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Vicky Mochama: The voice of Metro News.

How men show up right now will define us: Guest columnist Jeff Perera

Ahead of the International Day for the Elimination of Violence Against Women, Vicky Mochama invited a man to take over her column to address the work men need to do in this movement.

Collective conversations about our ideas of manhood seem to happen only in reaction to poor behaviour, and it's time to change that, writes guest columnist Jeff Perera.

Damian Dovarganes / The Associated Press

Collective conversations about our ideas of manhood seem to happen only in reaction to poor behaviour, and it's time to change that, writes guest columnist Jeff Perera.

Instead of my usual column today, I've asked Jeff Perera to write about how he, as a man, plans on changing men's conversations. Saturday is the International Day for the Elimination of Violence Against Women. In light of #MeToo and the many conversations women have been having about violence, I hope more men will take this moment to think of how they too can change. - Vicky

Headlines are full of the heavy stories of hurtful behaviour and harmful actions of sexual harassment and assault by men that we, as a culture, admired and believed in. At this moment, many men are fearfully sifting through their memories. We are reviewing every meeting, conversation, date, action and interaction.

What is the story women have of me? What is my reputation?

This moment isn’t just about us; it’s about those we hurt or harmed. How we show up for this moment will define us.

Collective conversations about our ideas of manhood seem to happen only in reaction to poor behaviour. Instead, men can commit to having more honest inner reflections and courageous conversations about who we have been, and who we are going to be. Most men, including me, have made hurtful mistakes, while some men’s behaviour has devolved into extreme violence.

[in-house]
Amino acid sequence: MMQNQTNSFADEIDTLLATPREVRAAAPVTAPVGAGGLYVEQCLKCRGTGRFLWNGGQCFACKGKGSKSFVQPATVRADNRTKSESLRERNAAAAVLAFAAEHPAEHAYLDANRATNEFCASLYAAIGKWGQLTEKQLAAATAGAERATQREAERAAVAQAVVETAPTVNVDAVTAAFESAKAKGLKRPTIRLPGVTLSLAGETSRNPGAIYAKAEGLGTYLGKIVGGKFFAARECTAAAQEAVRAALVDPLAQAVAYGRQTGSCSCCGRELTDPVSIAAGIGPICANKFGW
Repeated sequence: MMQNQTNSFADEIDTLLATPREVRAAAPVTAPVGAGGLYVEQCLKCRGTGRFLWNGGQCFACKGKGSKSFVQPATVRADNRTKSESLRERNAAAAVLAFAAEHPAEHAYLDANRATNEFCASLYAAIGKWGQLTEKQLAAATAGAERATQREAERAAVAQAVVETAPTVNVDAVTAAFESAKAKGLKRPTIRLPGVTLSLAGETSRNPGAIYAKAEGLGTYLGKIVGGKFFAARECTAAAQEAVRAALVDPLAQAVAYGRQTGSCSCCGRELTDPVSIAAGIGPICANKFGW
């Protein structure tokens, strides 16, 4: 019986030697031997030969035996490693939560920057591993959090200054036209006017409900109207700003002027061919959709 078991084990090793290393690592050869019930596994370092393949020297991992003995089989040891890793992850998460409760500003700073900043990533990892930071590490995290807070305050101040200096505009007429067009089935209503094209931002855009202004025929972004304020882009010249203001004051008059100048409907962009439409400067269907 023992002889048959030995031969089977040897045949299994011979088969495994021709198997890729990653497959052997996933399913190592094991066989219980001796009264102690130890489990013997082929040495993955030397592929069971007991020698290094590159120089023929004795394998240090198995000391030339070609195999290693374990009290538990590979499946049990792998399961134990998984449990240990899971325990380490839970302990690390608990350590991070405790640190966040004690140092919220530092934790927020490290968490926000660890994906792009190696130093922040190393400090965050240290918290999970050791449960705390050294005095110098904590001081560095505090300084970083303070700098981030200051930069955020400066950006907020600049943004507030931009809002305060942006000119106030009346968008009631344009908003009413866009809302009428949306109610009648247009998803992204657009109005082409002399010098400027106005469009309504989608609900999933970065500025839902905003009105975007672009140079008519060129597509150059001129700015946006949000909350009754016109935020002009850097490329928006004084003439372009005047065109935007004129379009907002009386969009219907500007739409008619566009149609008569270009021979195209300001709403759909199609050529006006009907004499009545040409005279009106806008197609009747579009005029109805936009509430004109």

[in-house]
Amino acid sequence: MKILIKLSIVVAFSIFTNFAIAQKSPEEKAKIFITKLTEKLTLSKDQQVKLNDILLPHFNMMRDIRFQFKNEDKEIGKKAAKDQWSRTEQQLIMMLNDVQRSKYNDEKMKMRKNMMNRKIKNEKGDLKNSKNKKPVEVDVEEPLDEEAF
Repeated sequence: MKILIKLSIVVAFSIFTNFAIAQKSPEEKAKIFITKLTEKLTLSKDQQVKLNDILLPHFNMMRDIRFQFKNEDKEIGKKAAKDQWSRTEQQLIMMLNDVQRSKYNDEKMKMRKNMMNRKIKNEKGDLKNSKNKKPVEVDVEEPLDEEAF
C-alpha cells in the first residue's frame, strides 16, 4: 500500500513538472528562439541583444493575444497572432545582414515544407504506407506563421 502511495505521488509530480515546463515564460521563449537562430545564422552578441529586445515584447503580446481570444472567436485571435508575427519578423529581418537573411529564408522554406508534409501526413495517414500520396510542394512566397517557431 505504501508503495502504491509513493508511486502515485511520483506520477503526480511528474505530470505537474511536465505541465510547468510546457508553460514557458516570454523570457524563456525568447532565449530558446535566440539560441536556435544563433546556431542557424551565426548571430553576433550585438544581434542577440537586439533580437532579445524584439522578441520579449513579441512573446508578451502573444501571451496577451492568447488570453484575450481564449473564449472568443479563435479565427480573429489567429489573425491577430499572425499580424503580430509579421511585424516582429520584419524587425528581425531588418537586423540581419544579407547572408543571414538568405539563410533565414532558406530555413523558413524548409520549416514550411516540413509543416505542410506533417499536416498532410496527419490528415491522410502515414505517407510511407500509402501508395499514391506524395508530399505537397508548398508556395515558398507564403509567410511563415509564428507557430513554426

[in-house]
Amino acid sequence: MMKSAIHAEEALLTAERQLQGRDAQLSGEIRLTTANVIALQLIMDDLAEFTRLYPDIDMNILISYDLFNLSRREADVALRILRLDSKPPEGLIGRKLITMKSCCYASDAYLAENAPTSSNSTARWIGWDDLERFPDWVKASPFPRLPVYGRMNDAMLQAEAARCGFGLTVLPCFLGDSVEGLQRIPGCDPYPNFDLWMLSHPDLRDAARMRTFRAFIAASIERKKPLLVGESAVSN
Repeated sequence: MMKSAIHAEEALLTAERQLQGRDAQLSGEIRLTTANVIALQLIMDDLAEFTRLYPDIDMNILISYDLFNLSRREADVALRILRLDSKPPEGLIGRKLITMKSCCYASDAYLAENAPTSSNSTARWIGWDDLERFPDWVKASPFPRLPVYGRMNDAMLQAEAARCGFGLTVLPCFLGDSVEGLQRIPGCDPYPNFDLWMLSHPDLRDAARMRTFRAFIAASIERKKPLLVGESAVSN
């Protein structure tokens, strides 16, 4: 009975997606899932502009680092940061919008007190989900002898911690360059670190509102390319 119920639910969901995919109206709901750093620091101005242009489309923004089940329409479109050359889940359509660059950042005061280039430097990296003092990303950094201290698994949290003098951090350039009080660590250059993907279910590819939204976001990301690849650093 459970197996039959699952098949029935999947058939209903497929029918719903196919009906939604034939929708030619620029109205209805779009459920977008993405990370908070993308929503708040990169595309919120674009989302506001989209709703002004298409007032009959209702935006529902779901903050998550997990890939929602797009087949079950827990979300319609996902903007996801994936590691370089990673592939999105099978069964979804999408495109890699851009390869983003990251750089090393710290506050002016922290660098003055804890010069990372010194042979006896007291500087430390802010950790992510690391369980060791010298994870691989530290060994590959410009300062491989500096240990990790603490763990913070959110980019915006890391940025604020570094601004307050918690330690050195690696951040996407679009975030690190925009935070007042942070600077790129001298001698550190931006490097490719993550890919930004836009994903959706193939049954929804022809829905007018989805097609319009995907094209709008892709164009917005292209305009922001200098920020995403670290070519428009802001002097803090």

Working towards change is a life’s work, but you aren’t alone. Let’s contribute together to a culture of caring, writes guest columnist Jeff Perera, pictured.

Contributed

Working towards change is a life’s work, but you aren’t alone. Let’s contribute together to a culture of caring, writes guest columnist Jeff Perera, pictured.

Shame plays a role in all of this. Shame is what we carry inside, making us react with defensiveness rather then earnestly acknowledging, accepting and growing. Shame is what is holding us back from doing the real inner work towards change.

Author Brené Brown says that we need to “own the story, or the story will own you.” It is time to lean in to the discomfort of facing our actions. It is hard for real learning and unlearning to happen from a place of panic, but we can’t afford to wait for another wave of headlines to pass, like we always do. This time it feels different, and it will be different if we want it to be.

I’ve reached out to other men and "called them in" to talk about mistakes they’ve made; others have done that with me. I was pulled aside once to be made aware my actions were disappointing. I didn’t get defensive, I listened, reflected, and talked with people (of all genders) along a long period of learning and growth. That journey is one I share with men today, as they share theirs with me.

Working towards change is a life’s work, but you aren’t alone. Let’s contribute together to a culture of caring. Say sorry with the way you live the rest of your life, from this moment onward.

As men, we can encourage one another to decide that this isn’t the Day of our Reckoning. It’s the Day of our Awakening.

Jeff Perera is a speaker on healthy manhood and writes over at Higher Unlearning, a website dedicated to exploring the impacts of gender and masculinity.

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